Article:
Why Congress Has Eliminated Community College Support for Convicted Criminals

Why Congress Has Eliminated Community College Support for Convicted Criminals
Learn about how some convicted criminals abused community colleges' financial aid programs and why Congress has decided to prohibit criminals from being eligible for future aid.

While many community colleges have educational incentives to provide reform for convicted criminals, some political leaders are taking an opposing stance. According to recent reports from the San Francisco Chronicle, “Some of the nation's worst sex offenders will no longer be eligible to receive generous educational financial aid packages while they are confined in treatment centers under a bill approved by Congress.”

As political leaders and college presidents strive to balance their budgets amidst a struggling economy, one of the first programs to be eliminated is the financial aid and grants that were available for individuals guilty of serious crimes.

This TEDTalk looks at the issue of prisoner education.

Fighting for Reform

In exploring the recent amendments denying convicted criminals of free tuition and grants, one must first understand how these free college opportunities were even initially created. In truth, allowing convicted criminals to gain access to free publically funded courses was a mere oversight in a much larger educational overhaul. As The Hoya, Georgetown University’s central newspaper, explains, the House of Representatives passed a bill to reauthorize the Higher Education Act in 2008. This act was reinstated in order to provide individuals with enhanced financial aid benefits, and the act allowed individuals to access aid with fewer obstacles and hassles. As a result of this bill, students were able to apply for and receive federally funded student aid Pell Grants throughout the entire year.

Unfortunately, while most students found the Higher Education Act to be highly beneficial, experts failed to see the implications the bill would have on criminals guilty of serious crimes and actions. As the San Francisco Chronicle further reveals, due to this oversight, “Dozens of rapists and child molesters have taken higher education classes at taxpayer expense while confined to treatment centers.”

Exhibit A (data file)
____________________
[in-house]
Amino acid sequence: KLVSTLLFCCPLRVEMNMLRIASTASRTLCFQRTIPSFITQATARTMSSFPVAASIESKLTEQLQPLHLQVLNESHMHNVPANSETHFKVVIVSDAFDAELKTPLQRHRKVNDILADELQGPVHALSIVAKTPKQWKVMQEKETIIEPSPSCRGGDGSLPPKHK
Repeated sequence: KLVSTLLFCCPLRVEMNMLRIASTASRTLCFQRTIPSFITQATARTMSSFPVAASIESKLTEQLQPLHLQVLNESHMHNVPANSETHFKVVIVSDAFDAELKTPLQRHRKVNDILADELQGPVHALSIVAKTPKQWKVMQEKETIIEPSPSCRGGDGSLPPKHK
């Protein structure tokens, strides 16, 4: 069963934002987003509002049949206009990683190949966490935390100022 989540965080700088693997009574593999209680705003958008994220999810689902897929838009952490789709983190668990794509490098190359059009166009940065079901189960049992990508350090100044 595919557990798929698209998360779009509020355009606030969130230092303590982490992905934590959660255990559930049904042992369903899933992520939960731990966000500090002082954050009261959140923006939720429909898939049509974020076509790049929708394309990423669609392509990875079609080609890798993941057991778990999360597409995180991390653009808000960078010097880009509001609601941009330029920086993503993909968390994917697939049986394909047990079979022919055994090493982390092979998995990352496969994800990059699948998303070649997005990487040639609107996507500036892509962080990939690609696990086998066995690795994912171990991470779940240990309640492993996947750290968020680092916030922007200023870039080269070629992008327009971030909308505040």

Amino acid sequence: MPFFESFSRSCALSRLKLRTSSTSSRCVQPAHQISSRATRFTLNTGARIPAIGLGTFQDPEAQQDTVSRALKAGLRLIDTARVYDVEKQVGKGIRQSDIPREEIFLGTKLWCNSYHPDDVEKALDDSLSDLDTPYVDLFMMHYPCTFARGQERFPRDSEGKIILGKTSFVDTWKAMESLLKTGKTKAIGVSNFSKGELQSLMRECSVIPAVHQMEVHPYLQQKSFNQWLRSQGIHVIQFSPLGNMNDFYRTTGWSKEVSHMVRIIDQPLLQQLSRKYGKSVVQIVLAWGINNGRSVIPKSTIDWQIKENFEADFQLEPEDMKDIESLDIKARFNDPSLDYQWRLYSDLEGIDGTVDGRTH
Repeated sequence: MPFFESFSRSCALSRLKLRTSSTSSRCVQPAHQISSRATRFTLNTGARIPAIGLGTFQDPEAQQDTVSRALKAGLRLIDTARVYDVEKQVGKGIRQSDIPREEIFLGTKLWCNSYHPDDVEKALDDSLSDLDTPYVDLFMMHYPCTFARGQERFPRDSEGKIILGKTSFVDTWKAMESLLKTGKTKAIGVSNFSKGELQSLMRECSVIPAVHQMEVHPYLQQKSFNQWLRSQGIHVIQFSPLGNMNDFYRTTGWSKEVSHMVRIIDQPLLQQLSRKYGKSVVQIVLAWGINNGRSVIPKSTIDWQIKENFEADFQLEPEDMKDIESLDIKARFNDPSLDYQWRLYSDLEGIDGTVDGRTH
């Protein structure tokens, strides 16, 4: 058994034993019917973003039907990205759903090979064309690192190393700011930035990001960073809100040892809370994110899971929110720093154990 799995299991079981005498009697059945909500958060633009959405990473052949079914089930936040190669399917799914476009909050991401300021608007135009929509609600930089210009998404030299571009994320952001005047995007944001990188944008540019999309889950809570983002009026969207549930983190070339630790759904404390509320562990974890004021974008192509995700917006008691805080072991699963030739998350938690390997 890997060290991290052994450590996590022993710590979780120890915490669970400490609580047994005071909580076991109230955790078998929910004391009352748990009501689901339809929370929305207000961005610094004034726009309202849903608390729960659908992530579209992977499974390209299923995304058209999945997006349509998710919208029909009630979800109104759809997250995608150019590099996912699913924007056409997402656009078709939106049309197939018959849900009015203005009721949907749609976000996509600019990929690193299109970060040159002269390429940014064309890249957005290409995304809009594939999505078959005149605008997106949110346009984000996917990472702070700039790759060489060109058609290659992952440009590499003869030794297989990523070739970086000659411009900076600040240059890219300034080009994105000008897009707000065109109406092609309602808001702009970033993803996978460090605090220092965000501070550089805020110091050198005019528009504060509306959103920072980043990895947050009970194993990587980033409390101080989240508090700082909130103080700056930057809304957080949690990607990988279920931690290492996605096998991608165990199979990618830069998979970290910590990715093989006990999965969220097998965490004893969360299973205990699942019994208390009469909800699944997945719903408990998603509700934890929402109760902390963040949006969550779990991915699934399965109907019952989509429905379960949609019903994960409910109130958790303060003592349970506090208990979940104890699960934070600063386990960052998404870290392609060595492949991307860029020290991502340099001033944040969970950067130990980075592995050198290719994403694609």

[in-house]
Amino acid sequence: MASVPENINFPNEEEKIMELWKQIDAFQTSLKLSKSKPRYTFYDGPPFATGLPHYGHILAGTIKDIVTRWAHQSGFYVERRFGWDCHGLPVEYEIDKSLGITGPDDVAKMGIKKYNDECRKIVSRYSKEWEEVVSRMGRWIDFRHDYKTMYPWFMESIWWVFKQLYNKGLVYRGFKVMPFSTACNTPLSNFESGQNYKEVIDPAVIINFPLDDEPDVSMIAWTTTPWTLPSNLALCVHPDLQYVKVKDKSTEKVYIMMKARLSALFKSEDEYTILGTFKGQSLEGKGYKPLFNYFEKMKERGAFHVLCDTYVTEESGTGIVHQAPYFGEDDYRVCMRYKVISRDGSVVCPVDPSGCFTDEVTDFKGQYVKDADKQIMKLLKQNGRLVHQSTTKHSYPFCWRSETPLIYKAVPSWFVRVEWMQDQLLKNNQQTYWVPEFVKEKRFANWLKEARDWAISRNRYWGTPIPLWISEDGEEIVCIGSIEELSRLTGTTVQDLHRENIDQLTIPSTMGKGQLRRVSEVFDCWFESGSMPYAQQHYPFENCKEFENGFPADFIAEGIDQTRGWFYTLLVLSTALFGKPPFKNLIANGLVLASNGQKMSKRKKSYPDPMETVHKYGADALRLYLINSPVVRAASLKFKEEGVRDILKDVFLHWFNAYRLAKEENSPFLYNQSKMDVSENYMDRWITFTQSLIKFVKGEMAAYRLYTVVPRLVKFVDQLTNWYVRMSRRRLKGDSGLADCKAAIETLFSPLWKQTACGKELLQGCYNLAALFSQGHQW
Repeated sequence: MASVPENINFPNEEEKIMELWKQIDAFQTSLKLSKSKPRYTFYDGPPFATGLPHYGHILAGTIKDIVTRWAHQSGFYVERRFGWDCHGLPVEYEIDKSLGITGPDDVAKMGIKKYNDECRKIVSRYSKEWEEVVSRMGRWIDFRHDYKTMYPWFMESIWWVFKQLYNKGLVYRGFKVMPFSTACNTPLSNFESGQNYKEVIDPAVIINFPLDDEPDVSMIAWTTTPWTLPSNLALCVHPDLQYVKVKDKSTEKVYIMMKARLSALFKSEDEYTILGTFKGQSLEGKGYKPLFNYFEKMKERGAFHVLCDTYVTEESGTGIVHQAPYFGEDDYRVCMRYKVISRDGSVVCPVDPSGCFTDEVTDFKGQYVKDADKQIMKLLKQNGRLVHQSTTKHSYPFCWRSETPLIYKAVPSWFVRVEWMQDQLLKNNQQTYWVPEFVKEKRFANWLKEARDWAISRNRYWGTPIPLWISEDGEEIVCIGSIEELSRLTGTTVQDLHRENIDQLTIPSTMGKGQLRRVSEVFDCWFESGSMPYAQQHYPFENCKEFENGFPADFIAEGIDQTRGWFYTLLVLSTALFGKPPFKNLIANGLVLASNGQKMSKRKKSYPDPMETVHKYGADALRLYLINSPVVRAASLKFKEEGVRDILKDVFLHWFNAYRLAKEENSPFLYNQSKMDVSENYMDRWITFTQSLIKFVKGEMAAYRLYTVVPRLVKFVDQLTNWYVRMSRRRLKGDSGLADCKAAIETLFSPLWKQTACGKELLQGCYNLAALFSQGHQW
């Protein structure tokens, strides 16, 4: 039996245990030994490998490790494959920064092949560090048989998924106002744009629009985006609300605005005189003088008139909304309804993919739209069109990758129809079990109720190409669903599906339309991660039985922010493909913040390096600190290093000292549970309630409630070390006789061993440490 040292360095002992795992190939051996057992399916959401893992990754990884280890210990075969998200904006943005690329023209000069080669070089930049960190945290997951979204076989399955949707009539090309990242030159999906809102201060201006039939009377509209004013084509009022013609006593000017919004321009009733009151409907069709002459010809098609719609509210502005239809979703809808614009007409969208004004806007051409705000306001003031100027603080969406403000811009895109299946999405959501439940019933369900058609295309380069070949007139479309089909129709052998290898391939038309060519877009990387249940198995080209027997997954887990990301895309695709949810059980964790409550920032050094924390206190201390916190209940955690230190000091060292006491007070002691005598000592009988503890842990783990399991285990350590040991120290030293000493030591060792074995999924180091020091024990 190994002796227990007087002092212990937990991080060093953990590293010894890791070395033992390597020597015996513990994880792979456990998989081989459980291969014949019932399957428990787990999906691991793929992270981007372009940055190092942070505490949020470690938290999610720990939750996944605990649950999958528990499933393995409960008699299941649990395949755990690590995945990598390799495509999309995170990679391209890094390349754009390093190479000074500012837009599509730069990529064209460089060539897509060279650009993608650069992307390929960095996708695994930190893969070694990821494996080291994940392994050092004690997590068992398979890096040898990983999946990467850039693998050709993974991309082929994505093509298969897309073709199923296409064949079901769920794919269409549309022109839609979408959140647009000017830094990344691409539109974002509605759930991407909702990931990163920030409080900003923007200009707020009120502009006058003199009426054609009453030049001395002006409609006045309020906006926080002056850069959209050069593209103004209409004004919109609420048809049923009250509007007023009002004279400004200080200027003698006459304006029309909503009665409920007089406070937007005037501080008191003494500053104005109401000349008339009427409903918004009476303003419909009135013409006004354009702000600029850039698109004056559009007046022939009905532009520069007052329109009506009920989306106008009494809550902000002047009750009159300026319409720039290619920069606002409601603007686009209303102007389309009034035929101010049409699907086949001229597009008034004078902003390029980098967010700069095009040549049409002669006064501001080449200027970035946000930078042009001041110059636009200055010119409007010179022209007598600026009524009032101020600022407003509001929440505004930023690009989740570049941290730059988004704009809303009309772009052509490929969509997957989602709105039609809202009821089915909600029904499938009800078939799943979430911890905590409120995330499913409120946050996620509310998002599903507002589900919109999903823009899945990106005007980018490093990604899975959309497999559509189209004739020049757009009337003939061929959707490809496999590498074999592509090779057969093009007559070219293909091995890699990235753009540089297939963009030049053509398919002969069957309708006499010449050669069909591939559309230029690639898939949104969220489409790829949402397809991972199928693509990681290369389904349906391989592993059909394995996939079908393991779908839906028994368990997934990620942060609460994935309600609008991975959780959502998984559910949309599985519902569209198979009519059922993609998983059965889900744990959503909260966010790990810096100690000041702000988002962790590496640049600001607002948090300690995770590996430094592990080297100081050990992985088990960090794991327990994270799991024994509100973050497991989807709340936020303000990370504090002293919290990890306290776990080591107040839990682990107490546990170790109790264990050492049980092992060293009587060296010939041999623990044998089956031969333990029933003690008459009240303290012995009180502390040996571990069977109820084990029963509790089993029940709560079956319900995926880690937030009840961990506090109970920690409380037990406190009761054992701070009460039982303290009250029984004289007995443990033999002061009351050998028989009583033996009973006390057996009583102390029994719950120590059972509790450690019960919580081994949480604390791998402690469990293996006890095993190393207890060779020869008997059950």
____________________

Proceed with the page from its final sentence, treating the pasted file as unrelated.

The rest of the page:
This video reports on the value of prison education.

The Shocking Loopholes

On behalf of the United States Department of Education, a spokesperson admits that the department did not know how many serious convicted criminals could take advantage of the grants; however, experts predict that by eliminating this accessibility to the funds, taxpayers should be able to benefit from millions of dollars in savings. Specifically, many US Senators, such as Republican representative of Florida, Ric Keller, publically denounced the oversight in the bill, arguing that allowing serious criminals to access free funds for school was “’The most insane wasteful spending program in America.”’ In fact, Keller reported that some offenders were able to use the Pell Grant funds and financial aid in order to purchase leisure items, including DVD players, CDs, and in some cases, even clothes.

In even more astonishing reports, some convicts simply pocketed cash from financial aid. For example, as the San Francisco Chronicle reports, some convicted sex offenders at a treatment center in Wisconsin reportedly pocketed up to $1,000 from Pell Grant money in order to help pay for “living expenses.” These “living expenses” in prison, however, were already funded by tax dollars, making the additional Pell Grant dollars underserved and inappropriately used.

Other reports argue that excess grant funds were pocketed when some grant recipients enrolled for classes and then quickly dropped their courses, allowing the individuals to retain the grant money once the college reimbursed a student for his or her dropped courses.

The Other Side of the Financial Aid Coin

While these loopholes in the legislative act are certainly upsetting, there are still voices protesting reform. Specifically, “Critics say the new measure will cut off the possibility of higher education for offenders who are trying to rehabilitate themselves. The lack of education could hurt their chances of succeeding if they are ever released.”

One well-known critic, Michael Macleod-Ball, who serves as the chief legislative and policy counsel for the American Civil Liberties Union, argues that Congress could have made specific alternations to the program, instead of cutting off funding for convicted criminals altogether. Others further assert that leaders should have sought to cease the abuse of Pell Grants in order to provide every eligible student, regardless of their criminal record, an opportunity to advance themselves through college courses.

Despite the opposing views, however, the National Association of Student Financial Aid Administrators’ Vice President, Larry Zaglaniczny, proclaims that the reported misuse of public grant funds on behalf of some convicted criminals has “undermined public support for the program,” making the recent reforms and revisions essential for collaborative progress and cooperation.

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